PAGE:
Getting stuck when creating a marketing strategy can just mean you've lost sight of the "purpose" behind your goals. For demand generation, lead nurture or customer retention, it is critical to step back and draw up an outline answering why this next move will forward your goals and how it will position your company.
Consider this when mapping out a solid and comprehensive strategy:
1. Introduce: Prospect in "Search" Mode
It's human nature to test the waters, whether that's meeting a new neighbor or choosing a breakfast cereal. In the digital age of ubiquitous and connected devices, a company’s first interaction with your brand, product or service could take place on a mobile device, via email or a customer-initiated search. Consider what insights about your company you want prospects to gain from that first introduction, how those introductions are made, and how usable/simple that first interaction is.
At this point, feeding too little may leave the prospect confused and too much may translate into information-overload. Whatever the channel, strike the right balance and make that great first introduction...or impression!
2. Educate: Prospect in "Gather" Mode
This next stage goes beyond the introduction and offers an opportunity to showcase details about your brand, product or service.
The prospect is in the process of gathering information and narrowing down choices while actively seeking the "right" company to engage with. Educate them through information distributed via websites, email, mobile apps, social media etc. Offer links to online portfolios, case studies, past performance highlights, etc.
It's important to maintain a multi-channel presence, given the ubiquitous nature of connected interactive devices a prospect has at his/her disposal. If the prospect interaction is taking place via a mobile device and your website or emails aren't responsive, you will leave a bad "impression" and potentially risk losing out to your competition.
3. Differentiate: Prospect in "Buy" Mode
This is the moment of truth. Pinpoint values, process and other factors that differentiate you from others. Then, communicate that through your chosen marketing mediums. What makes your offer, service or product stand out from the competition? If it's simply a message you wish to share, why should your audience pay attention amidst other messages they are receiving?
Your added value and differentiator may be highest ethical standards the company sets in place. Starbucks is an example of a company that leads with corporate responsibility. It can also come from factors like improved efficiency that can result from using a product/service, great customer service (think Zappos), or the assorted tools/apps/resources you offer to customers. Added value is also found in the way you are presenting the product; free trials, interactive demos, loyalty programs, perks for social sharing, etc.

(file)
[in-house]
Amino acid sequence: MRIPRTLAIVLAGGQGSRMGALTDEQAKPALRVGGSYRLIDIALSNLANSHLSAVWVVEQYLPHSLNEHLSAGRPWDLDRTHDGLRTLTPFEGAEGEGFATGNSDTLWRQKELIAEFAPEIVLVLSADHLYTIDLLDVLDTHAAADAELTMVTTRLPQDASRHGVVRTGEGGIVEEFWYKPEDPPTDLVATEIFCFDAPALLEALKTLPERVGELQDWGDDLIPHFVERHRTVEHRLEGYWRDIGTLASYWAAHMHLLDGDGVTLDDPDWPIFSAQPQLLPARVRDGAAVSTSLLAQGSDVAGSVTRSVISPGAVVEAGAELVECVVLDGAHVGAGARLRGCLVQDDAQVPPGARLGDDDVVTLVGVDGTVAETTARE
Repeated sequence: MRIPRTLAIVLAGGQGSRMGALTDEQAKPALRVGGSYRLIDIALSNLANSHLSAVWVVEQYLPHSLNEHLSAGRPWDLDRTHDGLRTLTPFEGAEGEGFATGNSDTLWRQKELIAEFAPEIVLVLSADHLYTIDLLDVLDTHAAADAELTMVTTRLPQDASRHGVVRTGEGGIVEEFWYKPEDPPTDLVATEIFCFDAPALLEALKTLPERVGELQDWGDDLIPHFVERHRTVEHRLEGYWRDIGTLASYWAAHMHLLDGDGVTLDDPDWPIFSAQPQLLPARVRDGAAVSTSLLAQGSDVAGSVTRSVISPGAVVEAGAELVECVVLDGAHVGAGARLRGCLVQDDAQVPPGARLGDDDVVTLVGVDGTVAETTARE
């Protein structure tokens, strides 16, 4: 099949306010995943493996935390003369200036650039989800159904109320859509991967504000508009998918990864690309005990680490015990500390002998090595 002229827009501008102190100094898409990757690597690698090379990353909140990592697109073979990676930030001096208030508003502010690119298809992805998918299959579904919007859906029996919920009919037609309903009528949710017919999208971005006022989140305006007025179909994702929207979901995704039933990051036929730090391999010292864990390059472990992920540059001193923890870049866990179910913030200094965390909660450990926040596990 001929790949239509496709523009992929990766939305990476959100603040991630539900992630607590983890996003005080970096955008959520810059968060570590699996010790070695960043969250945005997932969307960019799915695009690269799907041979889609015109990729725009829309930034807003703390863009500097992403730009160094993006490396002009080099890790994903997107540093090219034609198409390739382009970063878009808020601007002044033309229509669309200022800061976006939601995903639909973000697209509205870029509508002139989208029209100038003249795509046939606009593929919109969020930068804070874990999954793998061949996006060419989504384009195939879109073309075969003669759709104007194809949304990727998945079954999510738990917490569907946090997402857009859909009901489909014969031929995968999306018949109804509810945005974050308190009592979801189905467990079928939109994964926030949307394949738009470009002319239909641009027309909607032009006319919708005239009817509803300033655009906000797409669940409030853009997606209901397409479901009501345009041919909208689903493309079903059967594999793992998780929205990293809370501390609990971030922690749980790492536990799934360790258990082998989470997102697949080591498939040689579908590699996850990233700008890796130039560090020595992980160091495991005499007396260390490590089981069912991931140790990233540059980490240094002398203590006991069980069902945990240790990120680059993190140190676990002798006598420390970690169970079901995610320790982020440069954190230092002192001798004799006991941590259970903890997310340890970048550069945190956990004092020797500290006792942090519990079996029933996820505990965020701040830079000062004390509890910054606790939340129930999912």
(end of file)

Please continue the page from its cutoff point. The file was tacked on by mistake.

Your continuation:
4. Retain: Hooray! You have a New Customer.
Now that you've earned a new customer, give them a reason to stay with your company. It is building affinity and brand loyalty by consistently and constantly offering added value. In the realm of digital marketing that could mean introducing or improving a branded mobile app, using data and analytics to improve efficiency or gain insights, or adjusting campaigns to the multi-screen customer instead of sticking to one channel.
The marketplace is constantly evolving. So, even if your programs are air tight and you are getting great responses – it is important to keep an eye out for innovate ideas and trends to help meet new demands from an ever changing customer.
This has been a big year for mobile. From growth in tablet shipments and multiple device use to an explosive increase in mobile-centric innovations at every level, mobile is where you want to be in the present and future.
Banks and other financial institutions have a great opportunity to thrive in this channel. It is an industry that is very customer-centric, with high engagement and long-term needs. So, it is no wonder that major banks like Citizens Bank (highest rated app at App Store and Google Play) are leveraging their mobile services to deliver a consistent, if not better, experience for on-the-go customers.
Banks can now make instant connections with banking apps, allowing customers to access account information, pay bills, transfer funds and deposit checks. Through mobile web optimization (responsive sites) and text banking (fraud alerts via SMS, low-balance notifications) marketers can now offer a variety of solutions to mobile customers.
The key to mobile is adaptability and being receptive to innovations that will help customers in their day-to-day activities. When it comes to thinking in terms of context and how devices are used - mobile is all action. Customers are using it on the go. The mobile experience thrives on convenience, speed and getting things done.
3 factors to keep in mind when developing and maintaining a mobile strategy for financial institutions:
1. Simplicity: Count the Steps
In practice, it takes a lot of effort for something to seem effortless. But, it’s worth it. Evaluate your mobile first impression by counting the steps (clicks to reach desired page/goal/etc.) and navigating from the customer’s perspective.